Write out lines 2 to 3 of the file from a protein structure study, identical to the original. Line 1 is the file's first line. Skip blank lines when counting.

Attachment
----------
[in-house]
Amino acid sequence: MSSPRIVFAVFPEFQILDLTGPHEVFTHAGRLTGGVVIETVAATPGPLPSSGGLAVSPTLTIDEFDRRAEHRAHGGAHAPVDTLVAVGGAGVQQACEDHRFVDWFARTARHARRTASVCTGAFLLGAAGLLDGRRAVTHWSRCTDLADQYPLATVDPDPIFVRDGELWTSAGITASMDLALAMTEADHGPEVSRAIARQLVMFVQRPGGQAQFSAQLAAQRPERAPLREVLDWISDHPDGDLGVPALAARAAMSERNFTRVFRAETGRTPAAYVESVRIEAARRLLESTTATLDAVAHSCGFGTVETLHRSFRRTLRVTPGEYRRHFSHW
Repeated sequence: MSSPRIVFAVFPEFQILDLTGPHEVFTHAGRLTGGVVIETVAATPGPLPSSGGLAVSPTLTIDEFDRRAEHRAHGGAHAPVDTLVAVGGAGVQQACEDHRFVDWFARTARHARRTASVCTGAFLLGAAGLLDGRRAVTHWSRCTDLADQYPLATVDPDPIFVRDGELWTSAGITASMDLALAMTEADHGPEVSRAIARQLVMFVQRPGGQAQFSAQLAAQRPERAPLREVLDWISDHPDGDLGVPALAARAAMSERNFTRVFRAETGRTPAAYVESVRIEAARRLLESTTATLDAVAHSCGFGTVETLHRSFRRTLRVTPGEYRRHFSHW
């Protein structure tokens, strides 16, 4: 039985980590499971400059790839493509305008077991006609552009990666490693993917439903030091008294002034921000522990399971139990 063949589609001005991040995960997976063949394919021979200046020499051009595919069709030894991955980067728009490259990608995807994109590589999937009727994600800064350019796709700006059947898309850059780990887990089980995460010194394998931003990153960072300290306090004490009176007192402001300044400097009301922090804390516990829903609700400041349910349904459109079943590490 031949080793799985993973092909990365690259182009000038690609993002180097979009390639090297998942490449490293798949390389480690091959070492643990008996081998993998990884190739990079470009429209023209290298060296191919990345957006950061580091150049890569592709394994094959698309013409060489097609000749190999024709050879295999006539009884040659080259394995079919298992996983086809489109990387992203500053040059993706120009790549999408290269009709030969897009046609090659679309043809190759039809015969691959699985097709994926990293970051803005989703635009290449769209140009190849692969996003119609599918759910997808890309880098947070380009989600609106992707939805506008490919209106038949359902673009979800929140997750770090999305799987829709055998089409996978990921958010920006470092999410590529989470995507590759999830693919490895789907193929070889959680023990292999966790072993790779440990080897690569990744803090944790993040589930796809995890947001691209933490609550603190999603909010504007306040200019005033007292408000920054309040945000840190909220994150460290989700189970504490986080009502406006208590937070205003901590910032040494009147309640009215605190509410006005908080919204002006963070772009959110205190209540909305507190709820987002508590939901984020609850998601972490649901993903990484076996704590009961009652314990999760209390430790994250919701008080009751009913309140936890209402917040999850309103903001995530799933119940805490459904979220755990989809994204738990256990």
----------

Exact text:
Amino acid sequence: MSSPRIVFAVFPEFQILDLTGPHEVFTHAGRLTGGVVIETVAATPGPLPSSGGLAVSPTLTIDEFDRRAEHRAHGGAHAPVDTLVAVGGAGVQQACEDHRFVDWFARTARHARRTASVCTGAFLLGAAGLLDGRRAVTHWSRCTDLADQYPLATVDPDPIFVRDGELWTSAGITASMDLALAMTEADHGPEVSRAIARQLVMFVQRPGGQAQFSAQLAAQRPERAPLREVLDWISDHPDGDLGVPALAARAAMSERNFTRVFRAETGRTPAAYVESVRIEAARRLLESTTATLDAVAHSCGFGTVETLHRSFRRTLRVTPGEYRRHFSHW
Repeated sequence: MSSPRIVFAVFPEFQILDLTGPHEVFTHAGRLTGGVVIETVAATPGPLPSSGGLAVSPTLTIDEFDRRAEHRAHGGAHAPVDTLVAVGGAGVQQACEDHRFVDWFARTARHARRTASVCTGAFLLGAAGLLDGRRAVTHWSRCTDLADQYPLATVDPDPIFVRDGELWTSAGITASMDLALAMTEADHGPEVSRAIARQLVMFVQRPGGQAQFSAQLAAQRPERAPLREVLDWISDHPDGDLGVPALAARAAMSERNFTRVFRAETGRTPAAYVESVRIEAARRLLESTTATLDAVAHSCGFGTVETLHRSFRRTLRVTPGEYRRHFSHW